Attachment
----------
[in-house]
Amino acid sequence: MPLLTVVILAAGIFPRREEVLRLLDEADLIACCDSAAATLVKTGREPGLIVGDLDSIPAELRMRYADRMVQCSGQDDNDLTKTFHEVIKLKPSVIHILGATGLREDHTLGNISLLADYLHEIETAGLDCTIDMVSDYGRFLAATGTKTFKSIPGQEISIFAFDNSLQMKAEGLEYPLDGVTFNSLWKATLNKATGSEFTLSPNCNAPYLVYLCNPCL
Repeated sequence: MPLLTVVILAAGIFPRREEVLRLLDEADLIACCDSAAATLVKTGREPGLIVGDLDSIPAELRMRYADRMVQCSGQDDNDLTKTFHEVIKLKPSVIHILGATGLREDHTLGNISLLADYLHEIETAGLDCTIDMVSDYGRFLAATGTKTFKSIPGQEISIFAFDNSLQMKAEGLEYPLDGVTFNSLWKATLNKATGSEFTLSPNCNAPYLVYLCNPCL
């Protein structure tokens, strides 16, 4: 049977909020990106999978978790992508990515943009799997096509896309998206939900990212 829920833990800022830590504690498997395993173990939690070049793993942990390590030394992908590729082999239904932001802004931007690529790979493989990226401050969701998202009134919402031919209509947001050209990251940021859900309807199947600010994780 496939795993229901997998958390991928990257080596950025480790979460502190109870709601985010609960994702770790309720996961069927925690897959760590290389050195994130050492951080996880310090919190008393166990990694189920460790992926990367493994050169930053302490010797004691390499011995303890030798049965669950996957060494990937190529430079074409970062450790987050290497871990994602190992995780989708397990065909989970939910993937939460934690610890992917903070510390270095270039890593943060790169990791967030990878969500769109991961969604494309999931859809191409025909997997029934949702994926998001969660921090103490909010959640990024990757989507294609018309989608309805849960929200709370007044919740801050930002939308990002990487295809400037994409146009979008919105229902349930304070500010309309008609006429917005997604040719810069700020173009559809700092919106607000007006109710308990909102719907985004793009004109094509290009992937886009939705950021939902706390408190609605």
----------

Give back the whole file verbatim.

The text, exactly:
[in-house]
Amino acid sequence: MPLLTVVILAAGIFPRREEVLRLLDEADLIACCDSAAATLVKTGREPGLIVGDLDSIPAELRMRYADRMVQCSGQDDNDLTKTFHEVIKLKPSVIHILGATGLREDHTLGNISLLADYLHEIETAGLDCTIDMVSDYGRFLAATGTKTFKSIPGQEISIFAFDNSLQMKAEGLEYPLDGVTFNSLWKATLNKATGSEFTLSPNCNAPYLVYLCNPCL
Repeated sequence: MPLLTVVILAAGIFPRREEVLRLLDEADLIACCDSAAATLVKTGREPGLIVGDLDSIPAELRMRYADRMVQCSGQDDNDLTKTFHEVIKLKPSVIHILGATGLREDHTLGNISLLADYLHEIETAGLDCTIDMVSDYGRFLAATGTKTFKSIPGQEISIFAFDNSLQMKAEGLEYPLDGVTFNSLWKATLNKATGSEFTLSPNCNAPYLVYLCNPCL
């Protein structure tokens, strides 16, 4: 049977909020990106999978978790992508990515943009799997096509896309998206939900990212 829920833990800022830590504690498997395993173990939690070049793993942990390590030394992908590729082999239904932001802004931007690529790979493989990226401050969701998202009134919402031919209509947001050209990251940021859900309807199947600010994780 496939795993229901997998958390991928990257080596950025480790979460502190109870709601985010609960994702770790309720996961069927925690897959760590290389050195994130050492951080996880310090919190008393166990990694189920460790992926990367493994050169930053302490010797004691390499011995303890030798049965669950996957060494990937190529430079074409970062450790987050290497871990994602190992995780989708397990065909989970939910993937939460934690610890992917903070510390270095270039890593943060790169990791967030990878969500769109991961969604494309999931859809191409025909997997029934949702994926998001969660921090103490909010959640990024990757989507294609018309989608309805849960929200709370007044919740801050930002939308990002990487295809400037994409146009979008919105229902349930304070500010309309008609006429917005997604040719810069700020173009559809700092919106607000007006109710308990909102719907985004793009004109094509290009992937886009939705950021939902706390408190609605």